Fixing An Over-Watered Plant: A Step-By-Step Guide

Your plant needs water to thrive, but that doesn’t mean it needs to drown in a figurative ocean! Unfortunately, overwatering is a common problem when it comes to plant owners, especially if you are new to growing plants or you have a tendency to get a bit overeager with your watering can. What should you do if you overwater your plant? The following is a step-by-step tutorial to follow.



1. Know The Signs Of An Overwatered Plant

First, you need to know the signs of an overwatered plant so you can start working on fixing the problem.


One of the most obvious signs you'll see can be found right in the leaves.

If the leaves of the plant look yellow or light green when they shouldn't be, this can be a sign of overwatering. You might also see splotches of yellow color on the leaves. This type of discoloration can occur when a plant's normal photosynthesis process is blocked; if a plant has too much water, photosynthesis can't happen, which causes a plant to get malnourished.


Another sign is brown spots or a lack of new growth in the plant when the plant should be showing new growth. Sometimes, it can be hard to tell the difference between stunted growth and spots caused by underwatering and overwatering; in this case, you'll need to look at the context. If the spots and stunted growth go along with excessively wet soil and a lack of drainage, then this is likely due to overwatering rather than not getting too much water.



2. Switch To A Pot With Drainage Holes

If your plant is getting too much water, the extra moisture could lie at the bottom of the pot.

If a pot/planter doesn’t have drainage holes, this causes the soil to get excessively wet and it makes it harder for the soil to properly dry out.


In this case, the solution is simple: switch to a pot that has drainage holes so that the soil will drain. You’ll also need to change the soil so that the overly wet soil doesn’t contaminate the new pot or planter.



3. Prune The Roots If Necessary

In some cases, overwatering can cause the roots to start rotting! Since you don’t want rotted roots to stick around, you’ll need to prune them out.


Root rot can cause serious issues, so don’t skimp this step if your plant has rotted, dark brown or black roots. Remember, healthy roots are firm and white, so don’t trim healthy roots out of your plant.



4. Let The Plant Dry Out

It can seem counterintuitive to let a plant dry out, but if your plant has been overwatered then it will need some time to properly dry out before the other problems can be addressed.


This should only take a few days, and won’t harm your plant. Just wait until the soil is dry and slightly firm, then work in repotting your plant or addressing the other issues caused by overwatering.



5. Keep The Plant Out Of Direct Sunlight

You might think that sticking your plant in direct sunlight will help with the drying out process once it’s been overwatered – but don’t do it! Keep your plant out of all direct sunlight until you’ve resolved the issues caused by overwatering.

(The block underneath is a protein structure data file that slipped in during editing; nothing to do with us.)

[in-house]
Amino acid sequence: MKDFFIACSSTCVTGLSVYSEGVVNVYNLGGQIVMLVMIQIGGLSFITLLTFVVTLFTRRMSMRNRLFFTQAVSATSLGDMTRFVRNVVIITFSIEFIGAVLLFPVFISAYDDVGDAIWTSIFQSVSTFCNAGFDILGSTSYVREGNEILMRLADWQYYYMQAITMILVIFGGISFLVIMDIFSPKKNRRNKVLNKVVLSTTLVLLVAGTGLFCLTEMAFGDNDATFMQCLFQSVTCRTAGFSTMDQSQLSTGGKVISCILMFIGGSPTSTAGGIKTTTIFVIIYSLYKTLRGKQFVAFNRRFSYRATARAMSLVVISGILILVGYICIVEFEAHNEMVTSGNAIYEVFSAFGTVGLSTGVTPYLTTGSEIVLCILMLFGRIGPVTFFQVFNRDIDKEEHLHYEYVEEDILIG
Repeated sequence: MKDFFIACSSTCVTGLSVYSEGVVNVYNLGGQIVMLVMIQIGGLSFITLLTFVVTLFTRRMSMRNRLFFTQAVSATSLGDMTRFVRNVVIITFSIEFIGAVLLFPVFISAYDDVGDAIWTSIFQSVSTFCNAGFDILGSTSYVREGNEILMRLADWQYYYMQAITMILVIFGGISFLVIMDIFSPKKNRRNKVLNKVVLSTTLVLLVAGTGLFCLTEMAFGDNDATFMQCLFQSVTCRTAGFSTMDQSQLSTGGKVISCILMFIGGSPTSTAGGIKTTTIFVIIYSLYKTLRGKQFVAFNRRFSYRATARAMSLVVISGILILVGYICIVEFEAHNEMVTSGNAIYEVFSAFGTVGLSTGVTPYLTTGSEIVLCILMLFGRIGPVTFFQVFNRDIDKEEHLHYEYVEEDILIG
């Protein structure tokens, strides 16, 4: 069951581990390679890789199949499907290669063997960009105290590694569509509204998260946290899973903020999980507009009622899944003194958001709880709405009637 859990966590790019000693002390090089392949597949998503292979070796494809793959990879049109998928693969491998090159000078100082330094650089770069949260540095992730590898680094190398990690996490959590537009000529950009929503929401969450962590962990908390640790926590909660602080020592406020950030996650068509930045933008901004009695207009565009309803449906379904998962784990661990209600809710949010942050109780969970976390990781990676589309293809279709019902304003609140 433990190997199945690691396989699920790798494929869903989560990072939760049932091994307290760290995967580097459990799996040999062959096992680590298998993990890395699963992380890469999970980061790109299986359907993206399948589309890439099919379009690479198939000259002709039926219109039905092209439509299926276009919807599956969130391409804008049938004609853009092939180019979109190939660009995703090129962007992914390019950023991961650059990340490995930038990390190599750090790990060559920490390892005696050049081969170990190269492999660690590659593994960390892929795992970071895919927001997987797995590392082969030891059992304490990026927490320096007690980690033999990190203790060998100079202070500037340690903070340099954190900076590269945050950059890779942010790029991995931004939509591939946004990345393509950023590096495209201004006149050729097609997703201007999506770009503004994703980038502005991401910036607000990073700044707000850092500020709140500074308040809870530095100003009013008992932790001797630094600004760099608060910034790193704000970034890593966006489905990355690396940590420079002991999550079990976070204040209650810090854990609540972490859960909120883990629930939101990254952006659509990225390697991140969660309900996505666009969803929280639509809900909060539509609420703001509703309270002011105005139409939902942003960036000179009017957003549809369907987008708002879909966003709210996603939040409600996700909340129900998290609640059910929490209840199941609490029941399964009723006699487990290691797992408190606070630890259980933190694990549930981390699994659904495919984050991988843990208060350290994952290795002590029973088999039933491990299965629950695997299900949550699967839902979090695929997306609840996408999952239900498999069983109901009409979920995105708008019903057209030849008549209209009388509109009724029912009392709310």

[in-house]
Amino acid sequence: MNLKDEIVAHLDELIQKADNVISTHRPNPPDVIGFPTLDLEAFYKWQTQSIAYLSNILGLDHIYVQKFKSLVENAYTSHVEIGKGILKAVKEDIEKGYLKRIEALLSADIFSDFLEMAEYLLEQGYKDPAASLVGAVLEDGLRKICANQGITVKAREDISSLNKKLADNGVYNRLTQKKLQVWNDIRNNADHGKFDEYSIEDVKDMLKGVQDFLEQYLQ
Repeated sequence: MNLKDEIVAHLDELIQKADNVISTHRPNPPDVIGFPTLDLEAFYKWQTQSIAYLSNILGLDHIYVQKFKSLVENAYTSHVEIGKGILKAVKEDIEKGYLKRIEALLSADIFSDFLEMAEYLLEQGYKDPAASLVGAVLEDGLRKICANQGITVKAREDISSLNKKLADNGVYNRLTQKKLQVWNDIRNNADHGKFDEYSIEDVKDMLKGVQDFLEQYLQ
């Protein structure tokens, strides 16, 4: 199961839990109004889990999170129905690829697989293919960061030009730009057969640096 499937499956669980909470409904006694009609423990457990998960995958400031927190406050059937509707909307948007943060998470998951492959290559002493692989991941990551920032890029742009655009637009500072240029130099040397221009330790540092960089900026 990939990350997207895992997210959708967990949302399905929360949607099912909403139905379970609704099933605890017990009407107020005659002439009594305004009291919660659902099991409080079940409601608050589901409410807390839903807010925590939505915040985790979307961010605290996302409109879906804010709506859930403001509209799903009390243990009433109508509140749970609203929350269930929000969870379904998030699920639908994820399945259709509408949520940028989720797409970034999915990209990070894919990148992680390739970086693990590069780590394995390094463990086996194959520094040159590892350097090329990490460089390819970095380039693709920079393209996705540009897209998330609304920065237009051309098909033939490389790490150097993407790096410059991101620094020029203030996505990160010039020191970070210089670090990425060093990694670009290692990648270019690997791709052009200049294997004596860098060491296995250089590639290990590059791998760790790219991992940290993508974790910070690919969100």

The reason for this is relatively simple: your plant leaves will be especially sensitive when your plant is overwatered since the nutrients won’t be able to reach the leaves due to the excess water in the plant. This makes leaves more vulnerable to burning, so keep them away from intense light.



6. Loosen The Soil To Help The Roots Dry Out Quicker

If the roots aren’t drying out fast enough, you can help the process along by loosening the soil in the pot or planter.


Simply tap or gently shake the planter from side to side. This will help loosen up the soil that may be compacted around the roots, which will help them dry out quicker than they were doing before. You may also need to tap the plant a bit to help the process to speed along.


It may help to lift the plant out of the planter so that the roots can be exposed to the air; this will also give you a chance to double check for root rot and mold on the underside of your plant.


7. Once Everything Has Dried Out, Repot With New Soil

Whether you are repotting your plant in a new planter with drainage holes or you plan on using the same pot, it’s essential to repot your plant with fresh soil once everything has been properly dried out.


It’s important to get as much remaining old, wet soil out of your plant and plant roots before you repot your plant. Old soil could potentially harbor mold, which can cause mold growth on your plant once it’s been repotted; so make sure as much of it is gone as possible before you start adding the fresh soil.



8. Reduce Your Watering Schedule Afterwards

Of course, the best way to handle plants that have been overwatered is to avoid overwatering them in the first place! If you have a tendency to get overeager when you water your plants, you need to consciously take the steps to reduce your watering schedule to a more sensible one.


While some plants may require to stay moist – make sure you read up on the specific plants you’re growing for more information – in general, a bit less water is better than overwatering. Many indoor plants require only moderate watering, which means you only need to water them if the top layer of soil is dry. Always keep an eye on your plant to make sure it's getting the right amount of water.



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